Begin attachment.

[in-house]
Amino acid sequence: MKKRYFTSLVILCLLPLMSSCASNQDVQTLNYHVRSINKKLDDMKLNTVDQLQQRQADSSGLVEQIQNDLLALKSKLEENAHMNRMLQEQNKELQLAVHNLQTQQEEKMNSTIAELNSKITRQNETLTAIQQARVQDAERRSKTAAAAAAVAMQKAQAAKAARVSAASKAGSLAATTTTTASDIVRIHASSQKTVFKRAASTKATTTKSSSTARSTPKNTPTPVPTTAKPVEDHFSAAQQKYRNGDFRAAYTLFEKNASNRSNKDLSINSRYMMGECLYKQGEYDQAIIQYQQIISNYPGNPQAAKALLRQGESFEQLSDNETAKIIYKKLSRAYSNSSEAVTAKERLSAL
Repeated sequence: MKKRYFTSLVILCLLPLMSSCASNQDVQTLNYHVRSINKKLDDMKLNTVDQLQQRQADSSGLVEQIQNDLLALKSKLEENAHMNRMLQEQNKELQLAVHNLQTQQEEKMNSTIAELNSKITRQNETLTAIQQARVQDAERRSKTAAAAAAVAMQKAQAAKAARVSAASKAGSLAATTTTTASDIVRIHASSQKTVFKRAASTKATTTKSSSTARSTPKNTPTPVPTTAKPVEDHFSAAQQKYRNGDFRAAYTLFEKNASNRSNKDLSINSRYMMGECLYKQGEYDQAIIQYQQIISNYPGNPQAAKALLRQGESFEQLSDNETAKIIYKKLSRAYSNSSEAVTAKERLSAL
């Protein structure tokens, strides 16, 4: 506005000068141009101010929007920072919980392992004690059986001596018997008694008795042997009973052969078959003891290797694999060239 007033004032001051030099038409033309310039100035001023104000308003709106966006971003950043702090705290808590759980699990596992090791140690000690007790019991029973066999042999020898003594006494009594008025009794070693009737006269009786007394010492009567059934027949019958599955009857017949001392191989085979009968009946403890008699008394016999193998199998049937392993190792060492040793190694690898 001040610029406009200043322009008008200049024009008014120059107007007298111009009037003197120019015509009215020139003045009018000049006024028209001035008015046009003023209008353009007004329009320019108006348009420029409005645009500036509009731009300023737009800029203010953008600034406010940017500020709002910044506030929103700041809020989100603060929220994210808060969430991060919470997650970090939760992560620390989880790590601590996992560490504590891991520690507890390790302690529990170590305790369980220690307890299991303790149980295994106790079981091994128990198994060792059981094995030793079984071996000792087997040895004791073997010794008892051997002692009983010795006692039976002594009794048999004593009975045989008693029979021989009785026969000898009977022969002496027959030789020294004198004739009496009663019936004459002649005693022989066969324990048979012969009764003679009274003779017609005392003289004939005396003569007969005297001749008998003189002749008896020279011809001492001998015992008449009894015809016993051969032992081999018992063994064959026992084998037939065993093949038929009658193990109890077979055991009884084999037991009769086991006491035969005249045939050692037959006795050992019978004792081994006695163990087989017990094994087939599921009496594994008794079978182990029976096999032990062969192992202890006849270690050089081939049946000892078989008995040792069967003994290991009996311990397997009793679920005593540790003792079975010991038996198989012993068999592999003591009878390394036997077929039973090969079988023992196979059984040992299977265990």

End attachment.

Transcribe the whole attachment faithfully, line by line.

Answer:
[in-house]
Amino acid sequence: MKKRYFTSLVILCLLPLMSSCASNQDVQTLNYHVRSINKKLDDMKLNTVDQLQQRQADSSGLVEQIQNDLLALKSKLEENAHMNRMLQEQNKELQLAVHNLQTQQEEKMNSTIAELNSKITRQNETLTAIQQARVQDAERRSKTAAAAAAVAMQKAQAAKAARVSAASKAGSLAATTTTTASDIVRIHASSQKTVFKRAASTKATTTKSSSTARSTPKNTPTPVPTTAKPVEDHFSAAQQKYRNGDFRAAYTLFEKNASNRSNKDLSINSRYMMGECLYKQGEYDQAIIQYQQIISNYPGNPQAAKALLRQGESFEQLSDNETAKIIYKKLSRAYSNSSEAVTAKERLSAL
Repeated sequence: MKKRYFTSLVILCLLPLMSSCASNQDVQTLNYHVRSINKKLDDMKLNTVDQLQQRQADSSGLVEQIQNDLLALKSKLEENAHMNRMLQEQNKELQLAVHNLQTQQEEKMNSTIAELNSKITRQNETLTAIQQARVQDAERRSKTAAAAAAVAMQKAQAAKAARVSAASKAGSLAATTTTTASDIVRIHASSQKTVFKRAASTKATTTKSSSTARSTPKNTPTPVPTTAKPVEDHFSAAQQKYRNGDFRAAYTLFEKNASNRSNKDLSINSRYMMGECLYKQGEYDQAIIQYQQIISNYPGNPQAAKALLRQGESFEQLSDNETAKIIYKKLSRAYSNSSEAVTAKERLSAL
């Protein structure tokens, strides 16, 4: 506005000068141009101010929007920072919980392992004690059986001596018997008694008795042997009973052969078959003891290797694999060239 007033004032001051030099038409033309310039100035001023104000308003709106966006971003950043702090705290808590759980699990596992090791140690000690007790019991029973066999042999020898003594006494009594008025009794070693009737006269009786007394010492009567059934027949019958599955009857017949001392191989085979009968009946403890008699008394016999193998199998049937392993190792060492040793190694690898 001040610029406009200043322009008008200049024009008014120059107007007298111009009037003197120019015509009215020139003045009018000049006024028209001035008015046009003023209008353009007004329009320019108006348009420029409005645009500036509009731009300023737009800029203010953008600034406010940017500020709002910044506030929103700041809020989100603060929220994210808060969430991060919470997650970090939760992560620390989880790590601590996992560490504590891991520690507890390790302690529990170590305790369980220690307890299991303790149980295994106790079981091994128990198994060792059981094995030793079984071996000792087997040895004791073997010794008892051997002692009983010795006692039976002594009794048999004593009975045989008693029979021989009785026969000898009977022969002496027959030789020294004198004739009496009663019936004459002649005693022989066969324990048979012969009764003679009274003779017609005392003289004939005396003569007969005297001749008998003189002749008896020279011809001492001998015992008449009894015809016993051969032992081999018992063994064959026992084998037939065993093949038929009658193990109890077979055991009884084999037991009769086991006491035969005249045939050692037959006795050992019978004792081994006695163990087989017990094994087939599921009496594994008794079978182990029976096999032990062969192992202890006849270690050089081939049946000892078989008995040792069967003994290991009996311990397997009793679920005593540790003792079975010991038996198989012993068999592999003591009878390394036997077929039973090969079988023992196979059984040992299977265990």